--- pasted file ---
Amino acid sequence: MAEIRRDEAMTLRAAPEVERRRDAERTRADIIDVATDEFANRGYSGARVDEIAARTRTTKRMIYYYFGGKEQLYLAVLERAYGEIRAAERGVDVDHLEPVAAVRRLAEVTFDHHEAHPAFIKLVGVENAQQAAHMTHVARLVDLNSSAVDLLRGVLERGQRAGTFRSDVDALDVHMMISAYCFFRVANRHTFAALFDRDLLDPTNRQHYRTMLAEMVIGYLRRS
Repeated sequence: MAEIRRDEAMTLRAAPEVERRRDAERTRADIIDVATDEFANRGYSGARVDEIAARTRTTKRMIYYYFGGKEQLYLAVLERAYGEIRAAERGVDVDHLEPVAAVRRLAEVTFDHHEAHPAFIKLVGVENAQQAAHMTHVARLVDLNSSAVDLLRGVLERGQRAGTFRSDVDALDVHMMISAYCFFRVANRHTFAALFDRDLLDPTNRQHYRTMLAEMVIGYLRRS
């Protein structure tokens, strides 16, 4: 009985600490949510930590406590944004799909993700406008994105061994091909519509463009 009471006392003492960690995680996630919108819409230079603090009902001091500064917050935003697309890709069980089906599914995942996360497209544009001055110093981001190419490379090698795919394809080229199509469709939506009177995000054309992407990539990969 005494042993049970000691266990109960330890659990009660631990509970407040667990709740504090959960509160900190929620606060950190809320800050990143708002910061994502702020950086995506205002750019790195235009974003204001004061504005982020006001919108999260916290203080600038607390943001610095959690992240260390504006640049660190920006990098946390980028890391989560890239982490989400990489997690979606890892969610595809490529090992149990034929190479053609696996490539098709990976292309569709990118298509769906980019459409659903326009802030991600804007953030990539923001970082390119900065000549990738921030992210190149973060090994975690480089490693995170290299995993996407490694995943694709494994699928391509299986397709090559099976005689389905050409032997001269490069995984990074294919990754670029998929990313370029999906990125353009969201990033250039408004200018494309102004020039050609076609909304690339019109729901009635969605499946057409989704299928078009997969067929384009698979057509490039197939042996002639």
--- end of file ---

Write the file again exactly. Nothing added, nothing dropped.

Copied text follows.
Amino acid sequence: MAEIRRDEAMTLRAAPEVERRRDAERTRADIIDVATDEFANRGYSGARVDEIAARTRTTKRMIYYYFGGKEQLYLAVLERAYGEIRAAERGVDVDHLEPVAAVRRLAEVTFDHHEAHPAFIKLVGVENAQQAAHMTHVARLVDLNSSAVDLLRGVLERGQRAGTFRSDVDALDVHMMISAYCFFRVANRHTFAALFDRDLLDPTNRQHYRTMLAEMVIGYLRRS
Repeated sequence: MAEIRRDEAMTLRAAPEVERRRDAERTRADIIDVATDEFANRGYSGARVDEIAARTRTTKRMIYYYFGGKEQLYLAVLERAYGEIRAAERGVDVDHLEPVAAVRRLAEVTFDHHEAHPAFIKLVGVENAQQAAHMTHVARLVDLNSSAVDLLRGVLERGQRAGTFRSDVDALDVHMMISAYCFFRVANRHTFAALFDRDLLDPTNRQHYRTMLAEMVIGYLRRS
């Protein structure tokens, strides 16, 4: 009985600490949510930590406590944004799909993700406008994105061994091909519509463009 009471006392003492960690995680996630919108819409230079603090009902001091500064917050935003697309890709069980089906599914995942996360497209544009001055110093981001190419490379090698795919394809080229199509469709939506009177995000054309992407990539990969 005494042993049970000691266990109960330890659990009660631990509970407040667990709740504090959960509160900190929620606060950190809320800050990143708002910061994502702020950086995506205002750019790195235009974003204001004061504005982020006001919108999260916290203080600038607390943001610095959690992240260390504006640049660190920006990098946390980028890391989560890239982490989400990489997690979606890892969610595809490529090992149990034929190479053609696996490539098709990976292309569709990118298509769906980019459409659903326009802030991600804007953030990539923001970082390119900065000549990738921030992210190149973060090994975690480089490693995170290299995993996407490694995943694709494994699928391509299986397709090559099976005689389905050409032997001269490069995984990074294919990754670029998929990313370029999906990125353009969201990033250039408004200018494309102004020039050609076609909304690339019109729901009635969605499946057409989704299928078009997969067929384009698979057509490039197939042996002639």